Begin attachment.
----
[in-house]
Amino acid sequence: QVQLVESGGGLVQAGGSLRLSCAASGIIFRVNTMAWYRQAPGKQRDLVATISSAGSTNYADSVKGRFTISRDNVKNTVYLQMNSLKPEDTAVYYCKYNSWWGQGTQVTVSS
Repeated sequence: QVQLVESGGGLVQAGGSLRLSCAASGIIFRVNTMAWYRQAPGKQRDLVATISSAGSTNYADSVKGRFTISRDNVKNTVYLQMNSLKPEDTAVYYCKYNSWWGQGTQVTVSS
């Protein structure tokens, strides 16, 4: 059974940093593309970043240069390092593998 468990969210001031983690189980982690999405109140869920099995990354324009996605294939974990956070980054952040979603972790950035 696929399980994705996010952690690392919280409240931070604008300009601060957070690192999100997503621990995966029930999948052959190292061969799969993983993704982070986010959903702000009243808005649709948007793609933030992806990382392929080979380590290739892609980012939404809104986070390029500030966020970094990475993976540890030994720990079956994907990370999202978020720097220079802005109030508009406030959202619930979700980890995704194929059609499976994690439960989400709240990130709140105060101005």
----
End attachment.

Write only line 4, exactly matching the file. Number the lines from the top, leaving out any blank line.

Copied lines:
């Protein structure tokens, strides 16, 4: 059974940093593309970043240069390092593998 468990969210001031983690189980982690999405109140869920099995990354324009996605294939974990956070980054952040979603972790950035 696929399980994705996010952690690392919280409240931070604008300009601060957070690192999100997503621990995966029930999948052959190292061969799969993983993704982070986010959903702000009243808005649709948007793609933030992806990382392929080979380590290739892609980012939404809104986070390029500030966020970094990475993976540890030994720990079956994907990370999202978020720097220079802005109030508009406030959202619930979700980890995704194929059609499976994690439960989400709240990130709140105060101005």